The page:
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physics, they may descend in mathematics to the instrumental science of trigonometry, and from thence to fortification, architecture, enginery, or navigation. And in natural philosophy they may proceed leisurely from the history of meteors, minerals, plants, and living creatures, as far as anatomy. Then also in course might be read to them out of some not tedious writer the institution of physic; that they may know the tempers, the humours, the seasons, and how to manage a crudity, which he who can wisely and timely do is not only a great physician to himself and to his friends, but also may at some time or other save an army by this frugal and expenseless means only, and not let the healthy and stout bodies of young men rot away under him for want of this discipline, which is a great pity, and no less a shame to the commander. To set forward all these proceedings in nature and mathematics, what hinders but that they may procure, as oft as shall be needful, the helpful experiences of hunters, fowlers, fishermen, shepherds, gardeners, apothecaries ; and in other sciences, architects, engineers, mariners, anatomists, who doubtless would be ready, soine for reward and some to favour such a hopeful seminary. And this would give them such a real tincture of natural knowledge as they shall never forget, but daily augment with delight. Then also those poets which are now counted most hard will be both facile and pleasant, Orpheus, Hesiod, Theocritus, Aratus, Nicander, Oppian, Dionysius; and, in Latin, Lucretius, Manilius, and the rural part of Virgil.

By this time years and good general precepts will have furnished them more distinctly with that act of reason which in ethics is called proairesis, that they may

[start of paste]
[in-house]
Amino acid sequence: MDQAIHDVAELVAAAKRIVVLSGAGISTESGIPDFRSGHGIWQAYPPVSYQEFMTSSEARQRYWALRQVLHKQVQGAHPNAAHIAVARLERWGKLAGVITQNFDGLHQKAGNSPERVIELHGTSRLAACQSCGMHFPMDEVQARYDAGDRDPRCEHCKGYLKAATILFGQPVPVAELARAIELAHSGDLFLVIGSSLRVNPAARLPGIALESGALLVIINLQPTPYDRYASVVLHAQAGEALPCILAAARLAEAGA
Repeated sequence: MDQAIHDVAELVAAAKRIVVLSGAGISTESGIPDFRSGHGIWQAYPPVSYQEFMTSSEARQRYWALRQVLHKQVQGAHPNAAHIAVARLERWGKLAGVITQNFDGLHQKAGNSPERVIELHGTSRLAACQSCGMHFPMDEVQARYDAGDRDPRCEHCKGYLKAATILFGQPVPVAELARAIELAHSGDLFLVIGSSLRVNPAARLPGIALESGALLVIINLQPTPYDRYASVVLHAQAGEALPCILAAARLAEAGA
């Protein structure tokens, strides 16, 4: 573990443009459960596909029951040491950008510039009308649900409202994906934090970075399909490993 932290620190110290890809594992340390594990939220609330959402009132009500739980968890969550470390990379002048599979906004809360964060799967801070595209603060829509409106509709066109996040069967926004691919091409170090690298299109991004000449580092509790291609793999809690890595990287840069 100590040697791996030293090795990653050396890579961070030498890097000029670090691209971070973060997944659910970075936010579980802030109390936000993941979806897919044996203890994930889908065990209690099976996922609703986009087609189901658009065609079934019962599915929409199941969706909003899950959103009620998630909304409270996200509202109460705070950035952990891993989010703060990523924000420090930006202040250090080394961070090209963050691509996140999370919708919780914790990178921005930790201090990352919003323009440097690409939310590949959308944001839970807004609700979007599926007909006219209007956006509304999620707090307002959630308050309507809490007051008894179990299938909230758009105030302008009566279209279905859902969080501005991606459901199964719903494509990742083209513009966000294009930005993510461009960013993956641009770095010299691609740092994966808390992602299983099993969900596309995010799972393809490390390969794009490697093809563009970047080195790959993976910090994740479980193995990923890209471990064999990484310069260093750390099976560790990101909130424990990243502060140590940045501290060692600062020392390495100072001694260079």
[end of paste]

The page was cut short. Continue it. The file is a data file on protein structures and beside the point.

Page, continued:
with some judgment contemplate upon moral good and evil. Then will be required a special reinforcement of constant and sound endoctrinating, to set them right and firm, instructing them more amply in the knowledge of virtue and the hatred of vice, while their young and pliant affections are led through all the moral works of Plato, Xenophon, Cicero, Plutarch, Laertius, and those Locrian remnants; but still to be reduced in their nightward studies wherewith they close the day's work under the determinate sentence of David or Solomon, or the evangels and apostolic scriptures. Being perfect in the knowledge of personal duty, they may then begin the study of economics. And either now or before this, they may have easily learned at any odd hour the Italian tongue. And soon after, but with wariness and good antidote, it would be wholesome enough to let them taste some choice comedies, Greek, Latin, or Italian; those tragedies also that treat of household matters, as Trachiniæ, Alcestis, and the like. The next remove must be to the study of politics; to know the beginning, end, and reasons of political societies, that they may not, in a dangerous fit of the commonwealth, be such poor shaken uncertain reeds, of such a tottering conscience as many of our great councillors have lately shown themselves, but steadfast pillars of the state. After this they are to dive into the grounds of law and legal justice, delivered first and with best warrant by Moses, and, as far as human prudence can be trusted, in those extolled remains of Grecian lawgivers, Lycurgus, Solon, Zaleucus, Charondas; and thence to all the Roman edicts and tables, with their Justinian ; and so down to the Saxon and common laws of England and the statutes. Sundays also and every evening may now be understandingly spent in the highest matters of theology and church history, ancient and modern : and ere this time at a set hour the Hebrew tongue might have been gained, that the scriptures may be now read in their own original; whereto it would be no impossibility to add the Chaldee and the Syrian dialect. When all these employments are well conquered, then will the choice histories, heroic poems, and attic tragedies of stateliest and most regal argument, with all the famous political orations, offer themselves; which, if they were not only read, but some of them got by memory, and solemnly pronounced with right accent and grace, as might be taught, would endue them even with the spirit and vigour of Demosthenes or Cicero, Euripides or Sophocles. And now, lastly, will be the time to read with them those organic arts which enable men to discourse and write perspicuously, elegantly, and according to the fitted style of lofty, mean, or lowly. Logic, therefore, so much as is useful, is to be referred to this due place, with all her well-couched heads and topics, until it be time to open her contracted palm into a graceful and ornate rhetoric taught out of the rule of Plato, Aristotle, Phalereus*, Cicero, Hermogenes, Longinus. To which poetry would be made subsequent, or indeed rather precedent, as being less subtile and fine, but more simple, sensuous, and passionate; I mean not here the prosody of a verse, which they could not but have hit on before among the rudiments of grammar, but that sublime art which in Aristotle's Poetics, in Horace, and the Italian commentaries of Castlevetro, Tasso, Mazzoni, and others, teaches what the laws are of a true epic poem, what of a dramatic, what of a lyric, what decorum is, which is the grand master-piece to observe.